Onetime CEO Stephen Wolf and then Parker sought to overcome US Airways' historic disadvantages by pursuing mergers with airlines that have better hubs. Wolf's plan for a merger with United (UAL) fell through. The Justice Department opposed that one too, although the merger's failure resulted primarily from United's loss of interest in the high price Wolf had initially secured.
Apparently, DOJ wants US Airways to continue in the never-never land that Wolf often described as being neither a global airline with a vast international route system nor a low-cost airline.
In the case of American, European regulators for years denied it the ability to pal up with its European partner British Airways. Those regulators let Delta (DAL) and United form trans-Atlantic joint ventures with European partners, immunized against anti-trust violations. They would not let AMR do the same thing. AMR was not approved until 2010, long after Delta and United.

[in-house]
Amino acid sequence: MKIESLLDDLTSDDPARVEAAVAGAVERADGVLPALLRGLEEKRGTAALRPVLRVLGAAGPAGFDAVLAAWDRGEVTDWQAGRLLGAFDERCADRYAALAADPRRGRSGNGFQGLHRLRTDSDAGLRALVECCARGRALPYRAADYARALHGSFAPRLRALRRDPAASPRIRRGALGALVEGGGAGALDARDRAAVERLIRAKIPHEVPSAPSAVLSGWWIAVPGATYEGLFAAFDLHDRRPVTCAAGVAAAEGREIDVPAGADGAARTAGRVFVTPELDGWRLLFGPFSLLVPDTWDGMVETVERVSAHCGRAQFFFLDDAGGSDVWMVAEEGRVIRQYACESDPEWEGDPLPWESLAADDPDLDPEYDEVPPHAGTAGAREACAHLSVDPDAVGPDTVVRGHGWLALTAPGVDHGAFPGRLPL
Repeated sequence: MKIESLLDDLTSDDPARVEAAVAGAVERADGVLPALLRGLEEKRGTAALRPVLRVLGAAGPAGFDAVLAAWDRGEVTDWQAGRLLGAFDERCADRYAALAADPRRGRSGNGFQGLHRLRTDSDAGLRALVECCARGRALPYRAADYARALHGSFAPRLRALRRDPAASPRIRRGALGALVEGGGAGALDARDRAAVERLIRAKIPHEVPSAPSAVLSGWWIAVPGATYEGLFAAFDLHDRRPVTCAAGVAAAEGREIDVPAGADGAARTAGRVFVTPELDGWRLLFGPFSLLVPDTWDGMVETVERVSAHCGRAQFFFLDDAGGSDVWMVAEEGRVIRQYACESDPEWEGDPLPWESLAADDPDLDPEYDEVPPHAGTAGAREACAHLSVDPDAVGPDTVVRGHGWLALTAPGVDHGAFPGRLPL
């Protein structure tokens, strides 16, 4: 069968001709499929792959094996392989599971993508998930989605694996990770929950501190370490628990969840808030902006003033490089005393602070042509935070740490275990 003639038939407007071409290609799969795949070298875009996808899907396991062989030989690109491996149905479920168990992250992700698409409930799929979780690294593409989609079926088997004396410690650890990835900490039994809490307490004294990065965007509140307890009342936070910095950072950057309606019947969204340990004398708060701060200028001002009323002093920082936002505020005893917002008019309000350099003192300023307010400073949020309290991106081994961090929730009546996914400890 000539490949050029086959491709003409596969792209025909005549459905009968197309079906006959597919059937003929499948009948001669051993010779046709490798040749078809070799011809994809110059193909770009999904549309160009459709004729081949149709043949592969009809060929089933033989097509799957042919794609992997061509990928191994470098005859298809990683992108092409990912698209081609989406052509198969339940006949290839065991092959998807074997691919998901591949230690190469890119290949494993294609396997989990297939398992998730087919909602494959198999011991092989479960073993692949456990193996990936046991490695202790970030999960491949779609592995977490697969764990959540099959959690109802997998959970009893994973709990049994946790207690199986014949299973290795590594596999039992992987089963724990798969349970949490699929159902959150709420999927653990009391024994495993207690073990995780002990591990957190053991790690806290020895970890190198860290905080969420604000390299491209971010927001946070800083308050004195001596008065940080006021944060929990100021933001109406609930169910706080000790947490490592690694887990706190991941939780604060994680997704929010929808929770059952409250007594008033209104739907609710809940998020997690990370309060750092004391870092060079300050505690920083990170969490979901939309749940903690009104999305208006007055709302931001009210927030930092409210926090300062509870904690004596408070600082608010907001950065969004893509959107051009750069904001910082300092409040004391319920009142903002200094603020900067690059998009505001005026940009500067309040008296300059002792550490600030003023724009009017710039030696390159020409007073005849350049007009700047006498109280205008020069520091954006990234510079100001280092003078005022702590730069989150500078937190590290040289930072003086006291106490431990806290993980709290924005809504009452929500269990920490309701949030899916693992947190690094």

Joint ventures can add hundreds of millions of dollars in annual revenue, but it takes years to make them work, because partner airlines start out less as partners and more as turf-protectors.It is, of course, too early to say whether the DOJ will win this battle. When the airlines take this case into court, as they have said they will do, the department will have to defend itself against the reality that it enabled two other very similar airline mergers, which have made the airline industry healthier, and now won't allow this one. One thing pleased me. I saw that five states joined with the Justice Department in the ruling, but North Carolina did not. Perhaps Governor Pat McCrory, the former mayor of Charlotte, saw the reality that Charlotte Douglas International Airport as well as US Airways employees and Charlotte passengers would benefit from the merger. North Carolina has become a very silly state over the past several months, with state legislators who have consistently embarrassed many of its residents. Finally our state did something right. It stayed away from this ridiculous lawsuit. Follow @tedreednc -- Written by Ted Reed in Charlotte, N.C. >To contact the writer of this article, click here: Ted Reed
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